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Bi-Lingual Education Is Making Kids Functionally Illiterate

Liz | Wednesday, September 09, 2015 - 1:43 pm

Once again, Donald Trump has stumbled upon an issue that is generating controversy and that is ripe for review. His criticism of Jeb Bush for speaking Spanish while in the U.S. is of course absurd; speaking a second language is broadening and can be valuable in all kinds of professions. Speaking a second language in the U.S. is perfectly acceptable. What is not acceptable is allowing children to pass through our school system and emerge functionally illiterate in English. Nothing condemns people to second-class status faster in our country – or alienates them culturally—than not being able to speak our common language.

This truth led to widespread abandonment of bilingual education in the 1960s. Only four states today still require the approach; Texas, New York, Illinois and New Jersey. However, some are pressing for the return of the bilingual system, which allows children to master subjects like math and history in their native tongue while being taught English separately. California, where bilingual teaching was barred in 1998, has 2.7 million students (43 percent of total enrollment) whose families speak a language other than English in the home.

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Some 23 percent are so-called “English learners” who require help with English.  At the urging of activists and teachers groups, the California Multilingual Education Act was signed last year by Governor Brown, heralding a possible turnaround in that state’s approach. On the November 2016 ballot, voters will choose whether parents can again request bilingual education for their children. 

In a bilingual system, children are segregated from the rest of the student body for much of the school day, which further impedes their progress.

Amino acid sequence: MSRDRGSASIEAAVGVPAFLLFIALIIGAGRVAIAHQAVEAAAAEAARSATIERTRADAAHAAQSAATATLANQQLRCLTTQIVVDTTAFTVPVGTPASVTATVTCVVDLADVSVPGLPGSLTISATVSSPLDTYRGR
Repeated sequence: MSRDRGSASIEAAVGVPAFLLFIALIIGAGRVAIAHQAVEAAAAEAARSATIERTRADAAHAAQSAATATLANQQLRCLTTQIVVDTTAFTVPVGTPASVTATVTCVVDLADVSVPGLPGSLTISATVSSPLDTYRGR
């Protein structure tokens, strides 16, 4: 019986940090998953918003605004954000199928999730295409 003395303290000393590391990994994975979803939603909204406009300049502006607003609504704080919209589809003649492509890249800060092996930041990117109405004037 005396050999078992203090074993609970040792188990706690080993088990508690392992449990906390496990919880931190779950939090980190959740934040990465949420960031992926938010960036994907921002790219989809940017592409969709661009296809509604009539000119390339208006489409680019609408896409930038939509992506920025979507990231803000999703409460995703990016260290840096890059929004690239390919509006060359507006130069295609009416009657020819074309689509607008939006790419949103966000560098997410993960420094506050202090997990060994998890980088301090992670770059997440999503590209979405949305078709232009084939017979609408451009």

In an op-ed in the San Francisco Chronicle, Rosalie Pedalino Porter, Chair of a group called ProEnglish, argues against the proposal, which overturns a referendum passed in 1998 (Proposition 227). A referendum, she points out that carried with 61 percent voter support and at the instigation of Mexican-born parents in Los Angeles incensed that their children were not learning English quickly enough.

The results, according to Ms. Porter, are clear. In a bilingual system, children do not learn English as quickly. Moreover, they are segregated from the rest of the student body for much of the school day, which further impedes their progress. She advocates instead English immersion programs, in which children get special instruction in English, but also are immediately entered into English-only classes. It’s sink or swim, but most children apparently learn to dog paddle within a couple of years. She cites Massachusetts and Arizona, in addition to California, as test cases where the benefits of this approach have been verified.

A landmark study conducted in 1996 by Christine Rossell at Boston University, which was based on evaluations of 300 programs in the U.S. and Canada, concluded the following:

“Transitional bilingual education (TBE) is better than regular classroom instruction in only 22 percent of the of the methodologically acceptable studies when the outcome is reading, 7 percent when the outcome is language, and 9 percent when the outcome is math. TBE is never better than structured immersion…. Thus, the research evidence does not support TBE as a superior form of instruction for limited English proficient children.”